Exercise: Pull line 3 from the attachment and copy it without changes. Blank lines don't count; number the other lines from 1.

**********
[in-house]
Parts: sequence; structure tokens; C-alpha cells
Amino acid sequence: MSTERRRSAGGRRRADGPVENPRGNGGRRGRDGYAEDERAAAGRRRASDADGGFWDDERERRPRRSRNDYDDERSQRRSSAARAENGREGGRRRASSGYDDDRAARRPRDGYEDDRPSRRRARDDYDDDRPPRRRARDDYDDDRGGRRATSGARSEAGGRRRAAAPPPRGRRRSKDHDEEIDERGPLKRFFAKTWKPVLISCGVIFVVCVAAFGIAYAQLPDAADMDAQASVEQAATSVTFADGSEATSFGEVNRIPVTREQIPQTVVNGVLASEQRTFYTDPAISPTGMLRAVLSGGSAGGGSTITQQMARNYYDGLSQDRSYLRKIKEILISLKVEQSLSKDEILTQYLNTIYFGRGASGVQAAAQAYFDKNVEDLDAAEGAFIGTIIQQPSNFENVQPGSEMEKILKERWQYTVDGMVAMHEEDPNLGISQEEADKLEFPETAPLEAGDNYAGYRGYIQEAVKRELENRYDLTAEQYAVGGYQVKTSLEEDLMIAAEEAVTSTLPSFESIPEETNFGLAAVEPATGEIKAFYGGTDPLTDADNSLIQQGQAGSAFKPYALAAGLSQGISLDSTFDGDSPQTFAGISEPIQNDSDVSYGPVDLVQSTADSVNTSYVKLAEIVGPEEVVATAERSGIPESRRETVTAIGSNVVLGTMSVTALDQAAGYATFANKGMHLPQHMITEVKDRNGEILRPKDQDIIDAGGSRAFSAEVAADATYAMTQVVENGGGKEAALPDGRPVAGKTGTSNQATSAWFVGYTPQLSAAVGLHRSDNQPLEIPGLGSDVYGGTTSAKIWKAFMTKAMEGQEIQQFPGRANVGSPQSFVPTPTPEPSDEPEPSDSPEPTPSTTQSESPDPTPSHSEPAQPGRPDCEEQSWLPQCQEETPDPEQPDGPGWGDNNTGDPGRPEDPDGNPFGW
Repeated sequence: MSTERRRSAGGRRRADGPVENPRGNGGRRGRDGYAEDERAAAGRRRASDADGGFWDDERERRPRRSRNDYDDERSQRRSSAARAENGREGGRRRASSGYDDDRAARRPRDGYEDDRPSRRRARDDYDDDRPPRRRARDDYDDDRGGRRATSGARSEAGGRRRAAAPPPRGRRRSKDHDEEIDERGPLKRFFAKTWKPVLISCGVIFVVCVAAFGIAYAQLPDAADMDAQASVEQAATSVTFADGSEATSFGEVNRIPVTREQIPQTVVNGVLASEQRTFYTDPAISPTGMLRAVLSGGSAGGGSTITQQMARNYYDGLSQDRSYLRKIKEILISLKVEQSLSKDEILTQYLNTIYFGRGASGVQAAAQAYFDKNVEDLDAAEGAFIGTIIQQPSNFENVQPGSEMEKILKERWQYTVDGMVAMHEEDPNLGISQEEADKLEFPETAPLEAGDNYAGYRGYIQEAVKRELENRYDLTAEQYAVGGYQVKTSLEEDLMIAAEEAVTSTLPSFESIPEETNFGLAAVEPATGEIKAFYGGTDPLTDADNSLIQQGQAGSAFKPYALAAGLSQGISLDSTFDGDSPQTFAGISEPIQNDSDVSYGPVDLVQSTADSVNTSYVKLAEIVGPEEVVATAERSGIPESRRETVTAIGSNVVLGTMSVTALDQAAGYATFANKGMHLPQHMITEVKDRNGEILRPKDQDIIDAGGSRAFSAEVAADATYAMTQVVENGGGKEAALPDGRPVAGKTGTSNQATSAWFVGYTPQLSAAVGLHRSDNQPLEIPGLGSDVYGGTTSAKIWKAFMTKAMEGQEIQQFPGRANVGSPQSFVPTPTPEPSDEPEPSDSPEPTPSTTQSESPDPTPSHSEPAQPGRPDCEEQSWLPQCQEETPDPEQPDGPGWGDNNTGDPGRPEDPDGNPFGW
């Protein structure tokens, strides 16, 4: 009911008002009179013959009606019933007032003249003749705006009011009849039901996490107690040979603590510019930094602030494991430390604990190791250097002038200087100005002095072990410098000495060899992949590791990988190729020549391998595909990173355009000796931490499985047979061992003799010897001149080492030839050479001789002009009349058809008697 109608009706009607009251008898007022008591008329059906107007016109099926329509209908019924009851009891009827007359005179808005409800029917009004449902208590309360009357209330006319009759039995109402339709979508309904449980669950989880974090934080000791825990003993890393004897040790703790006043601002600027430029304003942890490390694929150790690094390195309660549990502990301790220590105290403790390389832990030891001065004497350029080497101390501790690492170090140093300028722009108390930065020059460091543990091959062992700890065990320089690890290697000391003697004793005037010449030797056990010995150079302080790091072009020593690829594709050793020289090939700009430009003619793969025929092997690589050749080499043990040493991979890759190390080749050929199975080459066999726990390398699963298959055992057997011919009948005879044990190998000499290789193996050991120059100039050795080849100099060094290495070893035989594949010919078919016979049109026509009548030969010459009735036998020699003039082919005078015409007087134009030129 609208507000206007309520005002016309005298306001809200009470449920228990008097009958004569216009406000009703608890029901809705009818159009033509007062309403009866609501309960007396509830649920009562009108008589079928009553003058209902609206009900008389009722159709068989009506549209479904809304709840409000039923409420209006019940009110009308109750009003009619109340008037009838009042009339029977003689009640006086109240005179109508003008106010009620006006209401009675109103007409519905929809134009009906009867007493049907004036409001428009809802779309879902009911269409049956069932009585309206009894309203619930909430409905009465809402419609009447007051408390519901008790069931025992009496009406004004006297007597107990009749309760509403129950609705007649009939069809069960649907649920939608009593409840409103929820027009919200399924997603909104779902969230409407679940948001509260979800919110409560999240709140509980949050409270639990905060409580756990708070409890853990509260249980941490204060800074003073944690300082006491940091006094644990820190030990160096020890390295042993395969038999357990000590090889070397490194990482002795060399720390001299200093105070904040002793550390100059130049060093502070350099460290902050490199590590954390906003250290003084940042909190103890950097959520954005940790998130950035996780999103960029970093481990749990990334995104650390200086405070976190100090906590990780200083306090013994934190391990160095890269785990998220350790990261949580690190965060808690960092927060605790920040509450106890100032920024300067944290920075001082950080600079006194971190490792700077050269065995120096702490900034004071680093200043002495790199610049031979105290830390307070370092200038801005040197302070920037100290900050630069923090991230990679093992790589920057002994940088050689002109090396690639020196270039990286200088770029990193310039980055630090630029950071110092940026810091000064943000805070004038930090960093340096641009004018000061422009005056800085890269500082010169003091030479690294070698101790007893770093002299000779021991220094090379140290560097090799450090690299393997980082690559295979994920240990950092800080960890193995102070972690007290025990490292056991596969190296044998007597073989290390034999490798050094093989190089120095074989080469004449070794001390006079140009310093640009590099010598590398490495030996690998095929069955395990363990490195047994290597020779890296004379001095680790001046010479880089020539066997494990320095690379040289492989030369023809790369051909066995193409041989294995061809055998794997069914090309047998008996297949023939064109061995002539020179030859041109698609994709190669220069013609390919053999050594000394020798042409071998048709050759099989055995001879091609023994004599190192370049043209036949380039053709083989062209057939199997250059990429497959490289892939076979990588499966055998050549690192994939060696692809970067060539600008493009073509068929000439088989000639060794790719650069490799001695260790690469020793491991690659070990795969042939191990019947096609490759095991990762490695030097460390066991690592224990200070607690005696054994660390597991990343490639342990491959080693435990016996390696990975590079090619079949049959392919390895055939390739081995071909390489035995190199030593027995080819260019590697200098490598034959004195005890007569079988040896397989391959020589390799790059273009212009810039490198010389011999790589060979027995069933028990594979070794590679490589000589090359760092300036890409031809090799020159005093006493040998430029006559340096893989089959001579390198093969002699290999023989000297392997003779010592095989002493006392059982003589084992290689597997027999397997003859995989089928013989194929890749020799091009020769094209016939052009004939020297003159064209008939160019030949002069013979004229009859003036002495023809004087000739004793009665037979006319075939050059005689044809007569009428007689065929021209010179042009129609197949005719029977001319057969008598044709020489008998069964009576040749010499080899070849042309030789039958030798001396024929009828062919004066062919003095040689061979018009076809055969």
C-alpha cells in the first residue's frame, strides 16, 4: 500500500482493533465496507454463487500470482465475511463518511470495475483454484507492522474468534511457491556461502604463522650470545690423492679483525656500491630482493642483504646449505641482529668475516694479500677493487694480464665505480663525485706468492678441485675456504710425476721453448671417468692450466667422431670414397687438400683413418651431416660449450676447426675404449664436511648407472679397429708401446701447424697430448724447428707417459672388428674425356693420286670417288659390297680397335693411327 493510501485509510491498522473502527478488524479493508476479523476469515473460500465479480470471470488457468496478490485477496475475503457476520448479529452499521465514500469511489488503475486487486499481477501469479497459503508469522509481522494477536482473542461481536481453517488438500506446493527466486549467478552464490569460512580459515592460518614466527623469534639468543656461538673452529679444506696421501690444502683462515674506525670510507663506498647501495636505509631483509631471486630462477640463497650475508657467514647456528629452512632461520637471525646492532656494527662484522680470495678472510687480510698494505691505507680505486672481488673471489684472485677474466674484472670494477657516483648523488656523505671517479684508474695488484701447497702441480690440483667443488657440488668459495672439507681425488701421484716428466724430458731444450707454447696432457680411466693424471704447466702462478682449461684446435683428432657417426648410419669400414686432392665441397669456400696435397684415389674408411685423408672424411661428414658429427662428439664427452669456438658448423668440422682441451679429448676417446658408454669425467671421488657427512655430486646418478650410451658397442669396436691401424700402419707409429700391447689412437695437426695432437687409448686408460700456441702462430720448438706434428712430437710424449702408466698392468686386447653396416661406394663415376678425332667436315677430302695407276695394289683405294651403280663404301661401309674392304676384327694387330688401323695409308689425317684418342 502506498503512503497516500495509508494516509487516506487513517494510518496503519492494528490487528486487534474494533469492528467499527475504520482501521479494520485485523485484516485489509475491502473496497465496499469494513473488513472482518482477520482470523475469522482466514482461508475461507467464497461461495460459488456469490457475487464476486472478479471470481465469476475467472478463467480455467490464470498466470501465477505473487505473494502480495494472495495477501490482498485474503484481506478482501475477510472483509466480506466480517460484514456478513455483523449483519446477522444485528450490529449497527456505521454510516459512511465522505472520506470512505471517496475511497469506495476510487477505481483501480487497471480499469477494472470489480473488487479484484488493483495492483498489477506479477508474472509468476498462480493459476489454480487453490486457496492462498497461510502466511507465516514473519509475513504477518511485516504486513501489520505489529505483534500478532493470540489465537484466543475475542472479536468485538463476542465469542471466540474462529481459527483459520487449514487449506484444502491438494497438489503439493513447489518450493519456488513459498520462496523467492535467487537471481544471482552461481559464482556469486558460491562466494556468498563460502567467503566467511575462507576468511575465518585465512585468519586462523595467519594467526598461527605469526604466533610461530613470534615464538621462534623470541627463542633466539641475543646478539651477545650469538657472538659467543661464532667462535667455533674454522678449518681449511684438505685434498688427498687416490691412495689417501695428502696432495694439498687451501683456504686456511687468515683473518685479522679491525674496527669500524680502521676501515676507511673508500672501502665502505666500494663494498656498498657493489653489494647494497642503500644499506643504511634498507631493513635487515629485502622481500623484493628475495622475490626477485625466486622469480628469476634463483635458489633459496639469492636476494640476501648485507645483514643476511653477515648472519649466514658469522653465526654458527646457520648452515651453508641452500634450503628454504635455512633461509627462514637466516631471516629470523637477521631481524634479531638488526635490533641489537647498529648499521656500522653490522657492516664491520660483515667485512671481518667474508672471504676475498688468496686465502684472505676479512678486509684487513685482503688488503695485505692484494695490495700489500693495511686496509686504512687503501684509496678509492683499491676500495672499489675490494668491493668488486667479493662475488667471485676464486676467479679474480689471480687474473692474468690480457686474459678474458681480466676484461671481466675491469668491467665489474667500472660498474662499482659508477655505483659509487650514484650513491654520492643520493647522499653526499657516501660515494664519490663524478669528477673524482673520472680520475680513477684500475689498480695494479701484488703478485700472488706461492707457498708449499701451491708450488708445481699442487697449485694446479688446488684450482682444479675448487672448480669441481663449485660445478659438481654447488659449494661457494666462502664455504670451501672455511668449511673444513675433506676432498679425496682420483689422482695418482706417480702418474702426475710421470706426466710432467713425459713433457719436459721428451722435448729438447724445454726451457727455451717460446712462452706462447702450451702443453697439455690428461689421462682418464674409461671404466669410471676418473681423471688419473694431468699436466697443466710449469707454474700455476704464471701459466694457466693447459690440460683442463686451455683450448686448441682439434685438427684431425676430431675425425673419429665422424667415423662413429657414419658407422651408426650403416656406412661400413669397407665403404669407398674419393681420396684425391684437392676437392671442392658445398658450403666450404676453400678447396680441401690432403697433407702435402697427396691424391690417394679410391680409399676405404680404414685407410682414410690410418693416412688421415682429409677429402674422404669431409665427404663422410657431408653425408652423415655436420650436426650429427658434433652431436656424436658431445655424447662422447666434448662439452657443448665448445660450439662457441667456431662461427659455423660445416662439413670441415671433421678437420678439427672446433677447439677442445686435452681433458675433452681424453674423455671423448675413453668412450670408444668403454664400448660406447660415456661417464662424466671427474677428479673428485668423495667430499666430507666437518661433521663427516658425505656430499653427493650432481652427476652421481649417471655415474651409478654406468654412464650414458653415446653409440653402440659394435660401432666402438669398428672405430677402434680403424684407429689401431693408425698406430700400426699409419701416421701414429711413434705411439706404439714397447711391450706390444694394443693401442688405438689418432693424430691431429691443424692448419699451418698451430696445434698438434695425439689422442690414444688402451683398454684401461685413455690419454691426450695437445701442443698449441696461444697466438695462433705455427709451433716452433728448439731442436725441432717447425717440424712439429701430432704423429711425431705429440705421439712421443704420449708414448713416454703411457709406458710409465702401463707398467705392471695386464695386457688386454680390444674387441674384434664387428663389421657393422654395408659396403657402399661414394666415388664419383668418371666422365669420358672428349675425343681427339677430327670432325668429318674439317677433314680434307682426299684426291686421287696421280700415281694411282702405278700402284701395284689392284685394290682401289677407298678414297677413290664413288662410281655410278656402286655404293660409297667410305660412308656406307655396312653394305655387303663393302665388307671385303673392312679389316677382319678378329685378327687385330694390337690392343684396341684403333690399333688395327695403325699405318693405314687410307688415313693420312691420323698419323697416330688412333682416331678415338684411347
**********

Amino acid sequence: MSTERRRSAGGRRRADGPVENPRGNGGRRGRDGYAEDERAAAGRRRASDADGGFWDDERERRPRRSRNDYDDERSQRRSSAARAENGREGGRRRASSGYDDDRAARRPRDGYEDDRPSRRRARDDYDDDRPPRRRARDDYDDDRGGRRATSGARSEAGGRRRAAAPPPRGRRRSKDHDEEIDERGPLKRFFAKTWKPVLISCGVIFVVCVAAFGIAYAQLPDAADMDAQASVEQAATSVTFADGSEATSFGEVNRIPVTREQIPQTVVNGVLASEQRTFYTDPAISPTGMLRAVLSGGSAGGGSTITQQMARNYYDGLSQDRSYLRKIKEILISLKVEQSLSKDEILTQYLNTIYFGRGASGVQAAAQAYFDKNVEDLDAAEGAFIGTIIQQPSNFENVQPGSEMEKILKERWQYTVDGMVAMHEEDPNLGISQEEADKLEFPETAPLEAGDNYAGYRGYIQEAVKRELENRYDLTAEQYAVGGYQVKTSLEEDLMIAAEEAVTSTLPSFESIPEETNFGLAAVEPATGEIKAFYGGTDPLTDADNSLIQQGQAGSAFKPYALAAGLSQGISLDSTFDGDSPQTFAGISEPIQNDSDVSYGPVDLVQSTADSVNTSYVKLAEIVGPEEVVATAERSGIPESRRETVTAIGSNVVLGTMSVTALDQAAGYATFANKGMHLPQHMITEVKDRNGEILRPKDQDIIDAGGSRAFSAEVAADATYAMTQVVENGGGKEAALPDGRPVAGKTGTSNQATSAWFVGYTPQLSAAVGLHRSDNQPLEIPGLGSDVYGGTTSAKIWKAFMTKAMEGQEIQQFPGRANVGSPQSFVPTPTPEPSDEPEPSDSPEPTPSTTQSESPDPTPSHSEPAQPGRPDCEEQSWLPQCQEETPDPEQPDGPGWGDNNTGDPGRPEDPDGNPFGW